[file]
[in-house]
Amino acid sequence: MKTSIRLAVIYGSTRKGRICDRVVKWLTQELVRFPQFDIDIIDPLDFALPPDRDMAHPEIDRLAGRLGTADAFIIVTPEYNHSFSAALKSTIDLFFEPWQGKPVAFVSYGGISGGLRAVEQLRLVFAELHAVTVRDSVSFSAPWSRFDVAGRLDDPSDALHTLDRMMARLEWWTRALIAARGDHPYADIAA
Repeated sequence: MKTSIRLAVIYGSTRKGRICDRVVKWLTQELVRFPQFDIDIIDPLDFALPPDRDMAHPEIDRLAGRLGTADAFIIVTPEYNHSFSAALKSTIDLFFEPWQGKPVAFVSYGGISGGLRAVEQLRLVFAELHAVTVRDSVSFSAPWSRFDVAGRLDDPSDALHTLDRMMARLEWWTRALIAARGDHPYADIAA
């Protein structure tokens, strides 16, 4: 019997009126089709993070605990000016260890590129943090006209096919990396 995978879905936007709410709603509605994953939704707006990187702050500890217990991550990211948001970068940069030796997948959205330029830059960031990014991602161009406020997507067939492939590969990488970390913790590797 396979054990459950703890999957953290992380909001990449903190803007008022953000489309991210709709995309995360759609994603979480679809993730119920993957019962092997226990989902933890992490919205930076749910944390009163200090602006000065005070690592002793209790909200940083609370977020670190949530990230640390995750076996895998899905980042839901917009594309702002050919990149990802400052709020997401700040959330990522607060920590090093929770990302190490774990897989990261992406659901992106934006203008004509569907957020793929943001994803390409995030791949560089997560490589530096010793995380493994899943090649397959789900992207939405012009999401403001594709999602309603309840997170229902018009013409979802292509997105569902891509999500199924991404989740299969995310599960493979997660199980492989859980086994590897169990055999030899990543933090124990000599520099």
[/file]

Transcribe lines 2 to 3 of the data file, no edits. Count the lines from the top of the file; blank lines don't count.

Amino acid sequence: MKTSIRLAVIYGSTRKGRICDRVVKWLTQELVRFPQFDIDIIDPLDFALPPDRDMAHPEIDRLAGRLGTADAFIIVTPEYNHSFSAALKSTIDLFFEPWQGKPVAFVSYGGISGGLRAVEQLRLVFAELHAVTVRDSVSFSAPWSRFDVAGRLDDPSDALHTLDRMMARLEWWTRALIAARGDHPYADIAA
Repeated sequence: MKTSIRLAVIYGSTRKGRICDRVVKWLTQELVRFPQFDIDIIDPLDFALPPDRDMAHPEIDRLAGRLGTADAFIIVTPEYNHSFSAALKSTIDLFFEPWQGKPVAFVSYGGISGGLRAVEQLRLVFAELHAVTVRDSVSFSAPWSRFDVAGRLDDPSDALHTLDRMMARLEWWTRALIAARGDHPYADIAA